### Product Description

Hobbite® MircoLens(GRIN lens)

Gradient Index (GRIN) lenses have a radially varying index of refraction and that causes an optical ray to

follow a sinusoidal propagation path through the lens. Carefully designing the lenses for specific working

distances GRIN lenses are easy to handle and integrate into optical systems. Typical applications include

coupling the output of diode lasers into fibers, focusing laser light onto a detector, or collimating laser

light.

best suited for beam colimating of optical fibers or laser diodes. Where the lenses can’t be directly

contacted best option would be 0.23 pitch GRIN lenses, they have small working distance and are

mainly used for focusing purpose. To reduce back reflections Hobbite offers lenses with one 8° wedged

face and broad band AntiReflection coating.

Material | Oxide Glass |

Diameter tolerance | +0.005/-0.010mm |

Effective diameter | >70 % |

Thickness tolerance | ± 2.5 % |

Angled surface tolerance | ±2.5° |

Working distance tolerance | ± 0.01 mm |

Surface quality | 20-10 S-D |

Surface figure | <λ/4 @ 632.8 nm |

Centration error | <3 arcmin |

Protective chamfers | <0.25 mm x 45° |

Transmittance | > 89 % @ 380 nm – 2000 nm (uncoated) |

Normal:

1. P0.230,P0.247,P0.250,P0.290 ……

2. OD:0.70,1.00,1.80,3.00,4.00 mm……

### Customize

You can customise this product to your needs. If you do not find suitable specifications for your application please contact us for custom solution.

### Features:

• Low Insertion Loss

• Improved Collimation

• Drop-In Replacement for Lens

### Metrology:

*Hobbite metrology lab applies following product inspection:*

• Optical Isolators

• Collimators

• DWDM Devices

### Instructions

Key to optical parameters: (all units in millimeters unless otherwise stated)

λ Wavelength of incident light in microns (>0.55 mm)

L1 Object distance (from object point to lens’ front surface)

L2 Image distance (from lens’ back surface to image point)

N0 On-axis refractive index of Hobbite®lens

√A Index gradient constant (mm-1)

Z Lens length

EFL Effective focal length (from rear primary plane to rear focal plane)

BFL Back focal length (from rear lens surface to rear focal plane)

MT Transverse magnification

θ+ Maximum angle from object above axis

θ– Maximum angle from object below axis

Hm Maximum object height

Ls Distance from lens surface to aperture stop

Steps for using the Hobbite® MIRCOLENS Tables:

- If the object distance for your application is known, click the sheet tab entitled “Obj. Distance”. If the desired magnification is known, click the sheet tab entitled “Magnification”.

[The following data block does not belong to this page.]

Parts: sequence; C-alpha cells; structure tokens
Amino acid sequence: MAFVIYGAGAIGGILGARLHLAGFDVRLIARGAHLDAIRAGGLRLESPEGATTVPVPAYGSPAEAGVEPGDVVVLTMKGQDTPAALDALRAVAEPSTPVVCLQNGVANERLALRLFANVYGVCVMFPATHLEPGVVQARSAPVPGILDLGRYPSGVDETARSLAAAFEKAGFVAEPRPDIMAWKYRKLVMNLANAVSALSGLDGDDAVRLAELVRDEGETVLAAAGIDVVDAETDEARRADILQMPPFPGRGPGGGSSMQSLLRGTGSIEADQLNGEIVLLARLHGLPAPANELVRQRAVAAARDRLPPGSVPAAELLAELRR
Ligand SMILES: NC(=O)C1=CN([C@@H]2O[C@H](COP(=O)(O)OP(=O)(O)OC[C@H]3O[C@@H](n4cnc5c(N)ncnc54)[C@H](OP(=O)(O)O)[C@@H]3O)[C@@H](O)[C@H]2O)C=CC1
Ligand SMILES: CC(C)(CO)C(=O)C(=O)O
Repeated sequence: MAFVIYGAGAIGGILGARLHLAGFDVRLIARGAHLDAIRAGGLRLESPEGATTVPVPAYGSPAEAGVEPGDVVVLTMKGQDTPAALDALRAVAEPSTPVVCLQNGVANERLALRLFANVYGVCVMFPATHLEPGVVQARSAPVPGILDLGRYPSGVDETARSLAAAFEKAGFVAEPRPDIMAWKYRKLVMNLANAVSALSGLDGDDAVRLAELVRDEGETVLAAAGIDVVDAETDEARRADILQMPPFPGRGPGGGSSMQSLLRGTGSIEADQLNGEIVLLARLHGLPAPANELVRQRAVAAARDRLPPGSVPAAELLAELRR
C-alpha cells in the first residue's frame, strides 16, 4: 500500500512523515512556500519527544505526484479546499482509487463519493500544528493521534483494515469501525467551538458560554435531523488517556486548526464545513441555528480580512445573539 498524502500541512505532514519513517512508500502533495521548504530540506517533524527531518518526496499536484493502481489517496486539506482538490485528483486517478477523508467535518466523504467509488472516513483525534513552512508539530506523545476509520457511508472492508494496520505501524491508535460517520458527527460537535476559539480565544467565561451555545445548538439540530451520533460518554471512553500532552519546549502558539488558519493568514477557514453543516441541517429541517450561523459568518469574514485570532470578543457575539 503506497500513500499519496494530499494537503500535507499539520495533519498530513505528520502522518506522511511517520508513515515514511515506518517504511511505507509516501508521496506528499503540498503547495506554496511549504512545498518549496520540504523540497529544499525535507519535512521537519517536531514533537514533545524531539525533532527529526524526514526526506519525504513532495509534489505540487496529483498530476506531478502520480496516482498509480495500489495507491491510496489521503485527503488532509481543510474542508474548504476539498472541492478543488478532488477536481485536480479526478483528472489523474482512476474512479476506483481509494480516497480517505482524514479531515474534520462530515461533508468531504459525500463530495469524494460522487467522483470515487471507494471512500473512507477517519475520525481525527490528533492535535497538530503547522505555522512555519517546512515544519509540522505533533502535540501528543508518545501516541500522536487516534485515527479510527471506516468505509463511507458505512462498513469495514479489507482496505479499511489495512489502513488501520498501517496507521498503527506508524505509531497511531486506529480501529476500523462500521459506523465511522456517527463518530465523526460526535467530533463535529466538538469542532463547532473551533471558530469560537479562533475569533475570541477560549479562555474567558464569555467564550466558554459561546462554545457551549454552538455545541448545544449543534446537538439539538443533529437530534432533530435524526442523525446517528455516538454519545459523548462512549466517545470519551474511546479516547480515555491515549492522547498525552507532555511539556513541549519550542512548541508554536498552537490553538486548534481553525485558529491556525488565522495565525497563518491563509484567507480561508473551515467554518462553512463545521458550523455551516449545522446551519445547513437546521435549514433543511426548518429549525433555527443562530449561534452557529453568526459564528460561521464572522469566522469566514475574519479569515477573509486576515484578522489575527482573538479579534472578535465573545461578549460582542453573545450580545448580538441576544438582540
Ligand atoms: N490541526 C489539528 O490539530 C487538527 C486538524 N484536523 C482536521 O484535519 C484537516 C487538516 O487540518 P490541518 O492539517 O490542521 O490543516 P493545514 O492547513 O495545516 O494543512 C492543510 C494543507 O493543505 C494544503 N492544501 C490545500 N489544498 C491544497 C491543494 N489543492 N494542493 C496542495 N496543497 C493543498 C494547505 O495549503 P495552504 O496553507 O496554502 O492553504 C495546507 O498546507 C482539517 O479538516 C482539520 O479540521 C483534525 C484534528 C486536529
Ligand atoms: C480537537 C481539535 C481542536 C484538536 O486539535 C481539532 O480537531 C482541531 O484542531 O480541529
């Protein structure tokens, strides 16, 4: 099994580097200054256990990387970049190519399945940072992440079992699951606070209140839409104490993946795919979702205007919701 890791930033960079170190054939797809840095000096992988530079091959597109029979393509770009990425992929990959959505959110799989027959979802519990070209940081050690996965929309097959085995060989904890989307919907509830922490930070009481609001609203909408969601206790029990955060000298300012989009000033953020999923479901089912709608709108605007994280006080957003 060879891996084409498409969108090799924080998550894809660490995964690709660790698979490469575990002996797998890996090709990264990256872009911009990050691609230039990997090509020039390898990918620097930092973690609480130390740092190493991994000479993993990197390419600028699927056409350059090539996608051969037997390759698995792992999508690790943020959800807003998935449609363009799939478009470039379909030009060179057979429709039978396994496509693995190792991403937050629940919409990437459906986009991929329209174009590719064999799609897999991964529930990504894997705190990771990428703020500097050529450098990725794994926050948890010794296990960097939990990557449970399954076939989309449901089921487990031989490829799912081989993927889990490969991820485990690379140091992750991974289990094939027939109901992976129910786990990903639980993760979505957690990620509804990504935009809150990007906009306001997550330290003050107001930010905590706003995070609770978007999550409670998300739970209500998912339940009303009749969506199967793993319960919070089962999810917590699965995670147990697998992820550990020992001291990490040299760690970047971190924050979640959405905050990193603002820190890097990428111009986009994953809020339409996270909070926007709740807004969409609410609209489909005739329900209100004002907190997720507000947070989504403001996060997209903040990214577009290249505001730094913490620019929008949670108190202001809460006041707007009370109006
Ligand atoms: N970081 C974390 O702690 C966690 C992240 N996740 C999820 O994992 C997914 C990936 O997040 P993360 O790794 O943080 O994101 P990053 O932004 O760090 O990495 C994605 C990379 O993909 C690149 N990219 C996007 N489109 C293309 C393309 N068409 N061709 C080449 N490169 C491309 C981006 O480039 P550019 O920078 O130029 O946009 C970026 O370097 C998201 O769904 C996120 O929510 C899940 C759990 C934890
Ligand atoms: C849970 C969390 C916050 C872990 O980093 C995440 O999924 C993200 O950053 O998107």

- Enter the required data in the colored data cells. As you enter numeric values, the Hobbite® lens parameters such as N0, √A, and EFL will be recalculated in the lens table.
- Adjust the Pitch in small increments and observe how the optical parameters are altered. Recall that 2πP=Z√A.

The Gradient Constant

The Hobbite lens utilizes a radial index gradient. The index of refraction is highest in the center of the lens and decreases with radial distance from the axis. The following equation describes the refractive index distribution of a Hobbite lens:

Equation 1:

N(r) = N0(1 – ((√A)2/2) * r2)

This equation shows that the index falls quadratically as a function of radial distance. The resulting parabolic index distribution has a steepness that is determined by the value of the gradient constant, √A. Although the value of this parameter must be determined through indirect measurement techniques, it is a characterization of the lens’ optical performance. How rapidly rays will converge to a point for any particular wavelength depends on the gradient constant. The dependence of √A and N0, on wavelength is described by the dispersion equations listed at the end of this product guide. Note that different dispersion equations apply to different lens diameters and numerical apertures.

Lens Length & Pitch

In a Hobbite lens, rays follow sinusoidal paths until reaching the back surface of the lens. A light ray that has traversed one pitch has traversed one cycle of the sinusoidal wave that characterizes that lens. Viewed in this way, the pitch is the spatial frequency of the ray trajectory.

Equation 2:

2πP=(√A)*Z

The above equation relates the pitch (P) to the mechanical length of the lens (Z) and the gradient constant. The figure below illustrates different ray trajectories for lenses of various pitch. Notice how an image may be formed on the back surface of the lens if the pitch is chosen appropriately.

Paraxial Optics

In contrast to the optics of homogeneous materials, gradient-index optics involve smoothly-varying ray trajectories within the GRIN media. The paraxial (first-order) behavior of these materials is modeled by assuming sinusoidal ray paths within the lens and by allowing the quadratic term in Equation 1 to vanish in the ray-tracing calculations. All of the usual paraxial quantities may be calculated with the help of the ray-trace matrices given at the end of this product guide. The formulae for common paraxial distances have also been tabulated for quick reference.